Many dog owners purchase pet insurance to help cover the costs of unexpected accidents and illnesses. Before purchasing a plan, look into what pet insurance covers and what pet insurance won't cover. Our guide on how to buy pet insurance can help you through the next steps if you decide to enroll your pet.
Look up local shelters and rescue groups
There are tons of different avenues for adopting a dog: city-run shelters, non-profit shelters, animal rescue groups, breed-specific shelters and more. Most pet adoption centers have online databases and social media pages that let you browse all the pets in their care.
Use our guide to find the best place to adopt a dog, which ranks the top pet adoption centers in the country based on customer reviews. You can also search thousands of shelters on Petfinder, an online database of adoptable dogs nationwide.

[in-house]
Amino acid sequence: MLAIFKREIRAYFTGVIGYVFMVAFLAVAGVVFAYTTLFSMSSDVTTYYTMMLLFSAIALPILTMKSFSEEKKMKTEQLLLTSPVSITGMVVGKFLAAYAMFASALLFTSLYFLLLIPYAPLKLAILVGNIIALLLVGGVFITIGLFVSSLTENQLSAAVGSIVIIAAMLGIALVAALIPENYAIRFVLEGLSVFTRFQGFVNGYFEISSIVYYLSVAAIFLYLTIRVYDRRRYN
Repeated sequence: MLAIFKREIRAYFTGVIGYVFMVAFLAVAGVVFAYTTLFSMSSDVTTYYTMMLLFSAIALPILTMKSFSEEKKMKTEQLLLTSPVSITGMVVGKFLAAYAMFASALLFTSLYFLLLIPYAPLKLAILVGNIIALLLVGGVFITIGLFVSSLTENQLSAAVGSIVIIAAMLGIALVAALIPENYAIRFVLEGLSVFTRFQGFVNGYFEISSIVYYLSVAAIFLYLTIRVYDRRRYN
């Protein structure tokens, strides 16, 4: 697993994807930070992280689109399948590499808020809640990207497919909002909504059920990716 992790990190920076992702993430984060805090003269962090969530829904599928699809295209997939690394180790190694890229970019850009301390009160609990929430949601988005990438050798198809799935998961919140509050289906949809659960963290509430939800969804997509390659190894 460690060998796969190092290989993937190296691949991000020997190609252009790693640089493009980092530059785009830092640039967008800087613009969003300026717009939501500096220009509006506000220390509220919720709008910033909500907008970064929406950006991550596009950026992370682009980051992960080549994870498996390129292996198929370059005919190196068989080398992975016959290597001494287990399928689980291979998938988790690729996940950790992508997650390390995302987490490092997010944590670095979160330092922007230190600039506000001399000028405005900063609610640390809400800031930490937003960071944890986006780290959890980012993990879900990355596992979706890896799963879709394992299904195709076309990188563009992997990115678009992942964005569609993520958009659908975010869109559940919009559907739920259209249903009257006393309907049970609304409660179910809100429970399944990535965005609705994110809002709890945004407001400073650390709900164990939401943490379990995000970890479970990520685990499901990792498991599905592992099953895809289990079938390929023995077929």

Many shelters, like the Humane Society, follow a no-kill philosophy. To be considered a no-kill, the shelter has to find placement for 90% of the animals in their care. (The other 10% are typically animals with severe, incurable illnesses or behavioral issues that warrant euthanasia as a last resort.)
Also, consider supporting a senior dog rescue or sanctuary near you. Older dogs are often overlooked in favor of puppies and may even be euthanized if the shelter is overcrowded. Fortunately, many organizations across the country focus on finding loving homes for sweet, elderly dogs.
Submit an adoption application
Your application must be as detailed (and truthful) as possible, and will usually require you to disclose the following information: